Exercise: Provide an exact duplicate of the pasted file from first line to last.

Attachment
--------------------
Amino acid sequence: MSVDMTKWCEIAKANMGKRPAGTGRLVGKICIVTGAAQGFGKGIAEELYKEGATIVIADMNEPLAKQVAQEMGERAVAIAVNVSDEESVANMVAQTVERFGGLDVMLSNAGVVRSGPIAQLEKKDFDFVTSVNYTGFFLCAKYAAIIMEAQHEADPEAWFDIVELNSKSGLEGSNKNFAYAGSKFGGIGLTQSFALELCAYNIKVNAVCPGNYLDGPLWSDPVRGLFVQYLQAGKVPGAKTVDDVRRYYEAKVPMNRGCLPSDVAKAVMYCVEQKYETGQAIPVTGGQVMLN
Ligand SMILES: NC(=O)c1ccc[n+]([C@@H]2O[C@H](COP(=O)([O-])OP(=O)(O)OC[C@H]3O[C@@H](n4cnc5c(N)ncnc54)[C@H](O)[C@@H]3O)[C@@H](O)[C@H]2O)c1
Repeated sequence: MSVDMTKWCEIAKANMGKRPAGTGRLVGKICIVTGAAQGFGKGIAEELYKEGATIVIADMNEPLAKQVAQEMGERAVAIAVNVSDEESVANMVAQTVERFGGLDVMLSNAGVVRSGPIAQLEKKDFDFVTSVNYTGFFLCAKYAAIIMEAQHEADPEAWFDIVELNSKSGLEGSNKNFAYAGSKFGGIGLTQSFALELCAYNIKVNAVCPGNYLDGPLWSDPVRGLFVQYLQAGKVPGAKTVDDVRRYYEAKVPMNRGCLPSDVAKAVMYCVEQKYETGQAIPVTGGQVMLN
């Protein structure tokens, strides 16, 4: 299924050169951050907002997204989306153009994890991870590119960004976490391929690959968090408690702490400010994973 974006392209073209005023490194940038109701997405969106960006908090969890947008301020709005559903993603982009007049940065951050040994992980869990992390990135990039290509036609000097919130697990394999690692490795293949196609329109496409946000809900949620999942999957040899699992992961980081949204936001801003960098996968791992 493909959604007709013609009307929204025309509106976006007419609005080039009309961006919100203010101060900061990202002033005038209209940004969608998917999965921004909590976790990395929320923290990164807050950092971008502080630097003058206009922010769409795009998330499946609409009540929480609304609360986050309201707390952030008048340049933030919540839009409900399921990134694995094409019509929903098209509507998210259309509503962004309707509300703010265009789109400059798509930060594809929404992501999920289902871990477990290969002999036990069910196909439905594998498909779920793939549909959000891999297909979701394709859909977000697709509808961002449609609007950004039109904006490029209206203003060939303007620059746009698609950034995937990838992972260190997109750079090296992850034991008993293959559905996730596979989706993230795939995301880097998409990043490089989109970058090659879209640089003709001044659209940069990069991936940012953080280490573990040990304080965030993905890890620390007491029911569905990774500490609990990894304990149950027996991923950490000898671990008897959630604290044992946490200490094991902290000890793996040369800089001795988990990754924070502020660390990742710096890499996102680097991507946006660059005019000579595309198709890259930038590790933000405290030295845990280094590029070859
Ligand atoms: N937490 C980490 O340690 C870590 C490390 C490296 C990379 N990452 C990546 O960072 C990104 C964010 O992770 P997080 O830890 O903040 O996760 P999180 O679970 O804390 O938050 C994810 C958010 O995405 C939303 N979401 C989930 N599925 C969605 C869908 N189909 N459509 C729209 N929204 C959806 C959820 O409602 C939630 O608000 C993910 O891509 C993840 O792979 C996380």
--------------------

Amino acid sequence: MSVDMTKWCEIAKANMGKRPAGTGRLVGKICIVTGAAQGFGKGIAEELYKEGATIVIADMNEPLAKQVAQEMGERAVAIAVNVSDEESVANMVAQTVERFGGLDVMLSNAGVVRSGPIAQLEKKDFDFVTSVNYTGFFLCAKYAAIIMEAQHEADPEAWFDIVELNSKSGLEGSNKNFAYAGSKFGGIGLTQSFALELCAYNIKVNAVCPGNYLDGPLWSDPVRGLFVQYLQAGKVPGAKTVDDVRRYYEAKVPMNRGCLPSDVAKAVMYCVEQKYETGQAIPVTGGQVMLN
Ligand SMILES: NC(=O)c1ccc[n+]([C@@H]2O[C@H](COP(=O)([O-])OP(=O)(O)OC[C@H]3O[C@@H](n4cnc5c(N)ncnc54)[C@H](O)[C@@H]3O)[C@@H](O)[C@H]2O)c1
Repeated sequence: MSVDMTKWCEIAKANMGKRPAGTGRLVGKICIVTGAAQGFGKGIAEELYKEGATIVIADMNEPLAKQVAQEMGERAVAIAVNVSDEESVANMVAQTVERFGGLDVMLSNAGVVRSGPIAQLEKKDFDFVTSVNYTGFFLCAKYAAIIMEAQHEADPEAWFDIVELNSKSGLEGSNKNFAYAGSKFGGIGLTQSFALELCAYNIKVNAVCPGNYLDGPLWSDPVRGLFVQYLQAGKVPGAKTVDDVRRYYEAKVPMNRGCLPSDVAKAVMYCVEQKYETGQAIPVTGGQVMLN
């Protein structure tokens, strides 16, 4: 299924050169951050907002997204989306153009994890991870590119960004976490391929690959968090408690702490400010994973 974006392209073209005023490194940038109701997405969106960006908090969890947008301020709005559903993603982009007049940065951050040994992980869990992390990135990039290509036609000097919130697990394999690692490795293949196609329109496409946000809900949620999942999957040899699992992961980081949204936001801003960098996968791992 493909959604007709013609009307929204025309509106976006007419609005080039009309961006919100203010101060900061990202002033005038209209940004969608998917999965921004909590976790990395929320923290990164807050950092971008502080630097003058206009922010769409795009998330499946609409009540929480609304609360986050309201707390952030008048340049933030919540839009409900399921990134694995094409019509929903098209509507998210259309509503962004309707509300703010265009789109400059798509930060594809929404992501999920289902871990477990290969002999036990069910196909439905594998498909779920793939549909959000891999297909979701394709859909977000697709509808961002449609609007950004039109904006490029209206203003060939303007620059746009698609950034995937990838992972260190997109750079090296992850034991008993293959559905996730596979989706993230795939995301880097998409990043490089989109970058090659879209640089003709001044659209940069990069991936940012953080280490573990040990304080965030993905890890620390007491029911569905990774500490609990990894304990149950027996991923950490000898671990008897959630604290044992946490200490094991902290000890793996040369800089001795988990990754924070502020660390990742710096890499996102680097991507946006660059005019000579595309198709890259930038590790933000405290030295845990280094590029070859
Ligand atoms: N937490 C980490 O340690 C870590 C490390 C490296 C990379 N990452 C990546 O960072 C990104 C964010 O992770 P997080 O830890 O903040 O996760 P999180 O679970 O804390 O938050 C994810 C958010 O995405 C939303 N979401 C989930 N599925 C969605 C869908 N189909 N459509 C729209 N929204 C959806 C959820 O409602 C939630 O608000 C993910 O891509 C993840 O792979 C996380």